Knox gelatin is made from collagen. Like other types of gelatin, this collagen is obtained from animal bones, skin and connective tissue. Unflavored gelatin powder has no additives and is essentially pure protein.
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Knox gelatin doesn't have any specific reported health benefits. The benefits of gelatin and collagen are still being researched.
Read more: 16 Foods Dietitians Won't Touch
Knox Gelatin Nutrition and Uses
Gelatin is an essential ingredient in many types of food. It is always produced from animal- or fish-based sources. It's usually made from pork bones and skin.
You may already be aware that gelatin is the main ingredient in Jell-O. However, gelatin is a very versatile food additive. You can use plain gelatin to make whipped creams, mousse, custards, soufflés, marshmallows and a variety of other desserts.
Knox gelatin is sold as unflavored gelatin powder. According to the company website, there are no fats or carbohydrates in gelatin. A single tablespoon (7 grams) of Knox gelatin has 20 calories and 6.4 grams of protein. This amount of plain gelatin can thicken 2 cups of liquid.
The USDA says that plain gelatin powder contains very few essential nutrients. A tablespoon of gelatin has 17 percent of the daily value (DV) for copper and 5 percent of the DV for selenium. You'll also find trace amounts of other nutrients in gelatin, like B-complex vitamins.
People who don't consume animal products may want to avoid products like Knox gelatin. Instead, they can consume plant-based alternatives like agar-agar, pectin or carrageenan.
Health Benefits of Plain Gelatin
Knox gelatin is just like any other unflavored gelatin powder. You may have heard of health benefits being attributed to this food additive.
Because gelatin comes from collagen, people often think that consuming gelatin can help boost your body's collagen production. Some consume bone broth for the same reason. According to Harvard Health Publishing, dietary collagen consumption is often thought to:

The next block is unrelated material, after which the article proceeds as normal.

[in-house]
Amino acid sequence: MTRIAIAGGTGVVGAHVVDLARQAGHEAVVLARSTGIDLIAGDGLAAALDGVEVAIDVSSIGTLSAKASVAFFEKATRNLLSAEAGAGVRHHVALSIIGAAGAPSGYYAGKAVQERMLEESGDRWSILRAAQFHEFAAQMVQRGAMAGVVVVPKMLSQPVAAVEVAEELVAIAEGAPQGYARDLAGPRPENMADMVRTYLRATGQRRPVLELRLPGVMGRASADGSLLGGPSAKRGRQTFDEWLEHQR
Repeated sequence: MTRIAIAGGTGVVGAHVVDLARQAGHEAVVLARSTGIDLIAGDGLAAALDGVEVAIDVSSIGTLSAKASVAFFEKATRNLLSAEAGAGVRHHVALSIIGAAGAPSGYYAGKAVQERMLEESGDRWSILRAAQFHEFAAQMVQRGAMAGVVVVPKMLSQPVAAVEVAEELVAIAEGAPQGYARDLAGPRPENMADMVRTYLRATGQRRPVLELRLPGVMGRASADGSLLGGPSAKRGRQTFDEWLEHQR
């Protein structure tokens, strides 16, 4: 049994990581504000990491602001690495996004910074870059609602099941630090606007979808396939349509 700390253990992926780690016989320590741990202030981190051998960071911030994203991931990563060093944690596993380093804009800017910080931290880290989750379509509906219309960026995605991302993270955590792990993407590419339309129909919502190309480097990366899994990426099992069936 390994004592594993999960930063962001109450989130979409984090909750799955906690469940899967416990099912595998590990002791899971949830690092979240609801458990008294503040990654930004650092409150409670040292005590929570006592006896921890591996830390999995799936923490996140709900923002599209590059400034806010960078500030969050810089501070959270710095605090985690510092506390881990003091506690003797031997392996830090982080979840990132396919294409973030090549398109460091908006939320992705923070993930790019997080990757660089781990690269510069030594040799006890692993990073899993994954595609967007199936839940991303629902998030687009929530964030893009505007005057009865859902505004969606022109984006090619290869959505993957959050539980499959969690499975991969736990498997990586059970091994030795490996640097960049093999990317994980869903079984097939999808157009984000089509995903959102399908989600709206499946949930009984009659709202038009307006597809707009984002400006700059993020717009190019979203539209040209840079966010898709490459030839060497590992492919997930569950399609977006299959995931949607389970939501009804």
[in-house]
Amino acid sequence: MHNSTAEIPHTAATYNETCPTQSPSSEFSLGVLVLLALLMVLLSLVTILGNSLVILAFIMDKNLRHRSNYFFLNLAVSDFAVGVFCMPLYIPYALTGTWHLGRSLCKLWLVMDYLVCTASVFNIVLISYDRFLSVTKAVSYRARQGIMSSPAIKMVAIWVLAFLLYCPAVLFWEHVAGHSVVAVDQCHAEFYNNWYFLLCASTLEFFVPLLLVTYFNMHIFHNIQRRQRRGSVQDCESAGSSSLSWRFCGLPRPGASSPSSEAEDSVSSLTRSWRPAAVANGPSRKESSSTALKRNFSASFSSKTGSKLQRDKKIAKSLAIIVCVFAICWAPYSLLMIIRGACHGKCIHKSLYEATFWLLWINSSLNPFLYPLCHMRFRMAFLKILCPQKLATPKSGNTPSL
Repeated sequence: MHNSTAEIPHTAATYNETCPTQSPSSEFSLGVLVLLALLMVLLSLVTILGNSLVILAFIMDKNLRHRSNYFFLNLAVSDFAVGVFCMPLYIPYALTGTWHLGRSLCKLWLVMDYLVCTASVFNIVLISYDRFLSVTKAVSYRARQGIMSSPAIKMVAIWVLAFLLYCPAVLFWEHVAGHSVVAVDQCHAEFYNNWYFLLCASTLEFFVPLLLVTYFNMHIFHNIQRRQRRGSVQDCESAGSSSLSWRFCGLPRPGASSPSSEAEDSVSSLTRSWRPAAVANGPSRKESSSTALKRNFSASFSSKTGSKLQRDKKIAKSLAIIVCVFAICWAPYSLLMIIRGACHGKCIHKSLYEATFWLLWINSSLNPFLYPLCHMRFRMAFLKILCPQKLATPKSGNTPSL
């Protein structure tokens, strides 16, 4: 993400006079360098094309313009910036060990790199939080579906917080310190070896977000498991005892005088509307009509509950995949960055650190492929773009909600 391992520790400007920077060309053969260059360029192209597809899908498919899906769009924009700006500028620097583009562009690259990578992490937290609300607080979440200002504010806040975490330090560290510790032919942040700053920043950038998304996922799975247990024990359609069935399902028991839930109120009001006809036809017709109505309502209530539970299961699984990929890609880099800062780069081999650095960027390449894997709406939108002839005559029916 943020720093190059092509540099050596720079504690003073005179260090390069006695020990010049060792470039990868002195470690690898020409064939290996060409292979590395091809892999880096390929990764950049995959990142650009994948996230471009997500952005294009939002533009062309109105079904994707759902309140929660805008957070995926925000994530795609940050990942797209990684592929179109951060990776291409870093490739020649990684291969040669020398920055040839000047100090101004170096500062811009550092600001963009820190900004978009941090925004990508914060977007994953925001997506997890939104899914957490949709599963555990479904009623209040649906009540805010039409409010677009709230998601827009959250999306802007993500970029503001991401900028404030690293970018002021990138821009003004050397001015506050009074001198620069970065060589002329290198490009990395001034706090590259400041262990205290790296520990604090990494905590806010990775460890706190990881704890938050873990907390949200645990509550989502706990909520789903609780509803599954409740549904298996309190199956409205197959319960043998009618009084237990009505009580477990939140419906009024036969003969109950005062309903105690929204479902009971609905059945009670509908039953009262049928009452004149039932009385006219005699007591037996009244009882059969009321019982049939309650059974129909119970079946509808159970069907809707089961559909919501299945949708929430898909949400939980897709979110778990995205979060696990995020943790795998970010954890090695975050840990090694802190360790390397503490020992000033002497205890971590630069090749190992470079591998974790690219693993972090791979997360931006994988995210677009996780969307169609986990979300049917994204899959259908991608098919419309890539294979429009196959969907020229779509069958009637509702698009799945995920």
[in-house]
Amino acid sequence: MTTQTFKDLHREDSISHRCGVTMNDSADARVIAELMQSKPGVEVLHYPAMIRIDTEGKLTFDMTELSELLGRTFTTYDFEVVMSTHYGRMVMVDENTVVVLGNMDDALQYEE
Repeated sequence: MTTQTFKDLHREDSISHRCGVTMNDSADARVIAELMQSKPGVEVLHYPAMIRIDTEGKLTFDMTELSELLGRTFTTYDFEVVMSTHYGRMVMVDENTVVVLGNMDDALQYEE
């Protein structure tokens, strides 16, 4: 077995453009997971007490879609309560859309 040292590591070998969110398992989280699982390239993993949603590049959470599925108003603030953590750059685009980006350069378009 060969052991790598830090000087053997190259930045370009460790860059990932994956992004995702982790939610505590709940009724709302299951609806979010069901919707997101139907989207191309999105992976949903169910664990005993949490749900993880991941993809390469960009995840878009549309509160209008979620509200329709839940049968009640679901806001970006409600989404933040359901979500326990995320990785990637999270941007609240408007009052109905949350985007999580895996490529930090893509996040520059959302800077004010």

- Help relieve joint pain
- Improve skin appearance and health
- Support digestion
- Strengthen bones
- Prevent bone and joint diseases
Unfortunately, Harvard Health says that these claims have little scientific evidence. Although your body's collagen production does affect the health of your skin, joints and bones, dietary collagen consumption can't help counteract or prevent most issues with these areas.
According to an April 2015 review in the Annual Review of Food Science and Technology, this is because the collagen you consume needs to pass through your digestive tract, then be absorbed into your bloodstream before it can have any effects on your health. This means very little of the collagen you consume is likely to be absorbed into your body.
However, dietary collagen may still have certain health benefits. This same review discussed how the consumption of porcine collagen may improve skin elasticity.
So far, only limited benefits have been seen following the consumption of collagen or gelatin. Most benefits have occurred after the application of collagen-based skincare products.
More studies are required before the exact health benefits of gelatin or collagen can be determined. This ingredient may even need to be combined with other nutrients to be useful.
A small November 2016 study in the American Journal of Clinical Nutrition found that gelatin enriched with ascorbic acid might be able to increase collagen synthesis. This could mean that vitamin C combined with gelatin could promote tissue repair.
- Knox: "Knox Unflavored Gelatine"
- USDA: "Nutrition Facts for Gelatin"
- Harvard Health Publishing: "What's the Scoop on Bone Soup?"
- American Journal of Clinical Nutrition: "Vitamin C–Enriched Gelatin Supplementation Before Intermittent Activity Augments Collagen Synthesis"
- Annual Review of Food Science and Technology: "Collagen and Gelatin"